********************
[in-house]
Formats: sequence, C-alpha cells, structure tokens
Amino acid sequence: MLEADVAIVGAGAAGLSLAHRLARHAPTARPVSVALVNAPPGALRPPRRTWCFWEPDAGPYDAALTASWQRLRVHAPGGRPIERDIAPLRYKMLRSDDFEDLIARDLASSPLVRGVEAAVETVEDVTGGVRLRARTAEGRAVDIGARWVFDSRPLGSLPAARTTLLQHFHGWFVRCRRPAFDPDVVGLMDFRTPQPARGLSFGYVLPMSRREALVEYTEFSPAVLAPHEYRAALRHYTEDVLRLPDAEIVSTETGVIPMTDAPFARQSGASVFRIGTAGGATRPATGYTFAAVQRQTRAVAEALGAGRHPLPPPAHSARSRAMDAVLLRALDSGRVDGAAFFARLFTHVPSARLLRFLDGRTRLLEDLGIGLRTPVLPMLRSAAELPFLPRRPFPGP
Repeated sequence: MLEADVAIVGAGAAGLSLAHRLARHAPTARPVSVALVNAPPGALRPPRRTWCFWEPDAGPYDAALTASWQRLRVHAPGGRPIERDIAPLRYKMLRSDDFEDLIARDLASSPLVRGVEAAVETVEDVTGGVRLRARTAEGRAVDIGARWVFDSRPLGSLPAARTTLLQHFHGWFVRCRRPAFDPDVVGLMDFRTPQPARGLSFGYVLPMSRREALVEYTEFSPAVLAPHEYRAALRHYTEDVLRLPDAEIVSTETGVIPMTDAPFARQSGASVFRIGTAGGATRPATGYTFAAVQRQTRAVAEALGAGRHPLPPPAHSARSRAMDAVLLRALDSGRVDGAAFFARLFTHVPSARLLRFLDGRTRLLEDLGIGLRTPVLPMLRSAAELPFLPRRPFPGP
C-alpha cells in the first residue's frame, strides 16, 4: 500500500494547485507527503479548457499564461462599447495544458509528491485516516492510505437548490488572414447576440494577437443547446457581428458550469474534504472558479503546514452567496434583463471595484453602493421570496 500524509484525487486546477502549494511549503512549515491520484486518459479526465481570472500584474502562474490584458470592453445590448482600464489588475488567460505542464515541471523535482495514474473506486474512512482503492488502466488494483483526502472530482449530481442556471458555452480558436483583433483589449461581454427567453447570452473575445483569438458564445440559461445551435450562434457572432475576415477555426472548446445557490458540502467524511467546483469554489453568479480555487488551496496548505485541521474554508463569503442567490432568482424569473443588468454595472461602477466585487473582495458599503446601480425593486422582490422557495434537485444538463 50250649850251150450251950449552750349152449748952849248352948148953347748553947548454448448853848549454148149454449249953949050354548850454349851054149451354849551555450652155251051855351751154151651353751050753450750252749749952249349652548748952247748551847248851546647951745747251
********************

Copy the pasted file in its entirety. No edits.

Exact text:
[in-house]
Formats: sequence, C-alpha cells, structure tokens
Amino acid sequence: MLEADVAIVGAGAAGLSLAHRLARHAPTARPVSVALVNAPPGALRPPRRTWCFWEPDAGPYDAALTASWQRLRVHAPGGRPIERDIAPLRYKMLRSDDFEDLIARDLASSPLVRGVEAAVETVEDVTGGVRLRARTAEGRAVDIGARWVFDSRPLGSLPAARTTLLQHFHGWFVRCRRPAFDPDVVGLMDFRTPQPARGLSFGYVLPMSRREALVEYTEFSPAVLAPHEYRAALRHYTEDVLRLPDAEIVSTETGVIPMTDAPFARQSGASVFRIGTAGGATRPATGYTFAAVQRQTRAVAEALGAGRHPLPPPAHSARSRAMDAVLLRALDSGRVDGAAFFARLFTHVPSARLLRFLDGRTRLLEDLGIGLRTPVLPMLRSAAELPFLPRRPFPGP
Repeated sequence: MLEADVAIVGAGAAGLSLAHRLARHAPTARPVSVALVNAPPGALRPPRRTWCFWEPDAGPYDAALTASWQRLRVHAPGGRPIERDIAPLRYKMLRSDDFEDLIARDLASSPLVRGVEAAVETVEDVTGGVRLRARTAEGRAVDIGARWVFDSRPLGSLPAARTTLLQHFHGWFVRCRRPAFDPDVVGLMDFRTPQPARGLSFGYVLPMSRREALVEYTEFSPAVLAPHEYRAALRHYTEDVLRLPDAEIVSTETGVIPMTDAPFARQSGASVFRIGTAGGATRPATGYTFAAVQRQTRAVAEALGAGRHPLPPPAHSARSRAMDAVLLRALDSGRVDGAAFFARLFTHVPSARLLRFLDGRTRLLEDLGIGLRTPVLPMLRSAAELPFLPRRPFPGP
C-alpha cells in the first residue's frame, strides 16, 4: 500500500494547485507527503479548457499564461462599447495544458509528491485516516492510505437548490488572414447576440494577437443547446457581428458550469474534504472558479503546514452567496434583463471595484453602493421570496 500524509484525487486546477502549494511549503512549515491520484486518459479526465481570472500584474502562474490584458470592453445590448482600464489588475488567460505542464515541471523535482495514474473506486474512512482503492488502466488494483483526502472530482449530481442556471458555452480558436483583433483589449461581454427567453447570452473575445483569438458564445440559461445551435450562434457572432475576415477555426472548446445557490458540502467524511467546483469554489453568479480555487488551496496548505485541521474554508463569503442567490432568482424569473443588468454595472461602477466585487473582495458599503446601480425593486422582490422557495434537485444538463 50250649850251150450251950449552750349152449748952849248352948148953347748553947548454448448853848549454148149454449249953949050354548850454349851054149451354849551555450652155251051855351751154151651353751050753450750252749749952249349652548748952247748551847248851546647951745747251